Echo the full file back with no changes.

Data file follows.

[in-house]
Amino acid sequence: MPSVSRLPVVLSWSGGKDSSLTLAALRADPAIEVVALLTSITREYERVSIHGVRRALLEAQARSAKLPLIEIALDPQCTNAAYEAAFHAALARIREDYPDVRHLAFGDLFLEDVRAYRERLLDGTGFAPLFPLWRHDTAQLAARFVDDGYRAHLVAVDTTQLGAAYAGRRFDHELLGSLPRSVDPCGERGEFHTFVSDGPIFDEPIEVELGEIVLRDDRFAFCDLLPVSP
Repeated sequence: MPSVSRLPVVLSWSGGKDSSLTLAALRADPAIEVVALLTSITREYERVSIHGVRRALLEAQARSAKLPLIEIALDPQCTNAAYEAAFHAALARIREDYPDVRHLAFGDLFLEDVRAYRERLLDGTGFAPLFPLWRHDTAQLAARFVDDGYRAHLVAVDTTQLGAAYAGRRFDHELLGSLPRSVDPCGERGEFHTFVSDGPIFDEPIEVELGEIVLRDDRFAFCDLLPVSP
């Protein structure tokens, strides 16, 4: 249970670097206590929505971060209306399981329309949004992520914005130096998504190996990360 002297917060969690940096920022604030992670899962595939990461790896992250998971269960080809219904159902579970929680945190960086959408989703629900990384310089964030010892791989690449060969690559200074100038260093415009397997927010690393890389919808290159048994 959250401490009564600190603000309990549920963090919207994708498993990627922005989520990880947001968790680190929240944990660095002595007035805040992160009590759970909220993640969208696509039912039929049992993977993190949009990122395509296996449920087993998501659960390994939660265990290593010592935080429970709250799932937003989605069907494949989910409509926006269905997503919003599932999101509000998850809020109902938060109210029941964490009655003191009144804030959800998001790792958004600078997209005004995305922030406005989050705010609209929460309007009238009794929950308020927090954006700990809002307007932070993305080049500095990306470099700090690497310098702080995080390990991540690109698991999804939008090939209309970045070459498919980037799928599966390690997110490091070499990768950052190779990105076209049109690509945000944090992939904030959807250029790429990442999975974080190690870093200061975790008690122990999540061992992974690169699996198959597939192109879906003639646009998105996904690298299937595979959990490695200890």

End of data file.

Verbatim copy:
[in-house]
Amino acid sequence: MPSVSRLPVVLSWSGGKDSSLTLAALRADPAIEVVALLTSITREYERVSIHGVRRALLEAQARSAKLPLIEIALDPQCTNAAYEAAFHAALARIREDYPDVRHLAFGDLFLEDVRAYRERLLDGTGFAPLFPLWRHDTAQLAARFVDDGYRAHLVAVDTTQLGAAYAGRRFDHELLGSLPRSVDPCGERGEFHTFVSDGPIFDEPIEVELGEIVLRDDRFAFCDLLPVSP
Repeated sequence: MPSVSRLPVVLSWSGGKDSSLTLAALRADPAIEVVALLTSITREYERVSIHGVRRALLEAQARSAKLPLIEIALDPQCTNAAYEAAFHAALARIREDYPDVRHLAFGDLFLEDVRAYRERLLDGTGFAPLFPLWRHDTAQLAARFVDDGYRAHLVAVDTTQLGAAYAGRRFDHELLGSLPRSVDPCGERGEFHTFVSDGPIFDEPIEVELGEIVLRDDRFAFCDLLPVSP
């Protein structure tokens, strides 16, 4: 249970670097206590929505971060209306399981329309949004992520914005130096998504190996990360 002297917060969690940096920022604030992670899962595939990461790896992250998971269960080809219904159902579970929680945190960086959408989703629900990384310089964030010892791989690449060969690559200074100038260093415009397997927010690393890389919808290159048994 959250401490009564600190603000309990549920963090919207994708498993990627922005989520990880947001968790680190929240944990660095002595007035805040992160009590759970909220993640969208696509039912039929049992993977993190949009990122395509296996449920087993998501659960390994939660265990290593010592935080429970709250799932937003989605069907494949989910409509926006269905997503919003599932999101509000998850809020109902938060109210029941964490009655003191009144804030959800998001790792958004600078997209005004995305922030406005989050705010609209929460309007009238009794929950308020927090954006700990809002307007932070993305080049500095990306470099700090690497310098702080995080390990991540690109698991999804939008090939209309970045070459498919980037799928599966390690997110490091070499990768950052190779990105076209049109690509945000944090992939904030959807250029790429990442999975974080190690870093200061975790008690122990999540061992992974690169699996198959597939192109879906003639646009998105996904690298299937595979959990490695200890």